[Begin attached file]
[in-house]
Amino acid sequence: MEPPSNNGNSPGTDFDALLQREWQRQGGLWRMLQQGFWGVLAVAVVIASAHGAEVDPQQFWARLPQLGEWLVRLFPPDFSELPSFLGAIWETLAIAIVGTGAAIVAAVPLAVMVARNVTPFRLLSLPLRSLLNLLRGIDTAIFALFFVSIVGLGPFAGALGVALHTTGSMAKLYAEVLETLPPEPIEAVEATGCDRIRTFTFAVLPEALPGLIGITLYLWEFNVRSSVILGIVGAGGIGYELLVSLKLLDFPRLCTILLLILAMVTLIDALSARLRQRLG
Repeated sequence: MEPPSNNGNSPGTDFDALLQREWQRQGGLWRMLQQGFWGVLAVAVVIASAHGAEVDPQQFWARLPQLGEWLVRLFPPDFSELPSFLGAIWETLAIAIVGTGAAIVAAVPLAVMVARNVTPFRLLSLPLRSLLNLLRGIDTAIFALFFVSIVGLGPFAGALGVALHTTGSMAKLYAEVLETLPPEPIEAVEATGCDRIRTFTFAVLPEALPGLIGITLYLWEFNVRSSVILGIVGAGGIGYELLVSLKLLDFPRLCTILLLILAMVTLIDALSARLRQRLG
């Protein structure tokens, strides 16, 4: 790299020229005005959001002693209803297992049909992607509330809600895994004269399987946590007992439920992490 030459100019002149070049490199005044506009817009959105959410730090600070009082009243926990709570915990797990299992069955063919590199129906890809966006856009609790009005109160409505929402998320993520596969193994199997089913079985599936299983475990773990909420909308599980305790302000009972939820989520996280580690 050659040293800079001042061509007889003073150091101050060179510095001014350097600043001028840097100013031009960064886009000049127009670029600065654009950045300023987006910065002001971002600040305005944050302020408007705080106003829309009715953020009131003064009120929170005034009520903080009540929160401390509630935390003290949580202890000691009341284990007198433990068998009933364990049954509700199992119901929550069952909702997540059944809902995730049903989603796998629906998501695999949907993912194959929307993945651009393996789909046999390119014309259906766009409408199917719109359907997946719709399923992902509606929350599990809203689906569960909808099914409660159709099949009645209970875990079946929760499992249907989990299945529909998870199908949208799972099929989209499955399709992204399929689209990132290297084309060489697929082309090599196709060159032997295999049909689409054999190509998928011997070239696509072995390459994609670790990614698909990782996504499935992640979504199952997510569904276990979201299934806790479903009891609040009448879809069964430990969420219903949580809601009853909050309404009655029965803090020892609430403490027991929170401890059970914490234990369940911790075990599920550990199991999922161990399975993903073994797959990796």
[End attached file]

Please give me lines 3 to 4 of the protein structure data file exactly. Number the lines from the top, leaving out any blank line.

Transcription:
Repeated sequence: MEPPSNNGNSPGTDFDALLQREWQRQGGLWRMLQQGFWGVLAVAVVIASAHGAEVDPQQFWARLPQLGEWLVRLFPPDFSELPSFLGAIWETLAIAIVGTGAAIVAAVPLAVMVARNVTPFRLLSLPLRSLLNLLRGIDTAIFALFFVSIVGLGPFAGALGVALHTTGSMAKLYAEVLETLPPEPIEAVEATGCDRIRTFTFAVLPEALPGLIGITLYLWEFNVRSSVILGIVGAGGIGYELLVSLKLLDFPRLCTILLLILAMVTLIDALSARLRQRLG
């Protein structure tokens, strides 16, 4: 790299020229005005959001002693209803297992049909992607509330809600895994004269399987946590007992439920992490 030459100019002149070049490199005044506009817009959105959410730090600070009082009243926990709570915990797990299992069955063919590199129906890809966006856009609790009005109160409505929402998320993520596969193994199997089913079985599936299983475990773990909420909308599980305790302000009972939820989520996280580690 050659040293800079001042061509007889003073150091101050060179510095001014350097600043001028840097100013031009960064886009000049127009670029600065654009950045300023987006910065002001971002600040305005944050302020408007705080106003829309009715953020009131003064009120929170005034009520903080009540929160401390509630935390003290949580202890000691009341284990007198433990068998009933364990049954509700199992119901929550069952909702997540059944809902995730049903989603796998629906998501695999949907993912194959929307993945651009393996789909046999390119014309259906766009409408199917719109359907997946719709399923992902509606929350599990809203689906569960909808099914409660159709099949009645209970875990079946929760499992249907989990299945529909998870199908949208799972099929989209499955399709992204399929689209990132290297084309060489697929082309090599196709060159032997295999049909689409054999190509998928011997070239696509072995390459994609670790990614698909990782996504499935992640979504199952997510569904276990979201299934806790479903009891609040009448879809069964430990969420219903949580809601009853909050309404009655029965803090020892609430403490027991929170401890059970914490234990369940911790075990599920550990199991999922161990399975993903073994797959990796």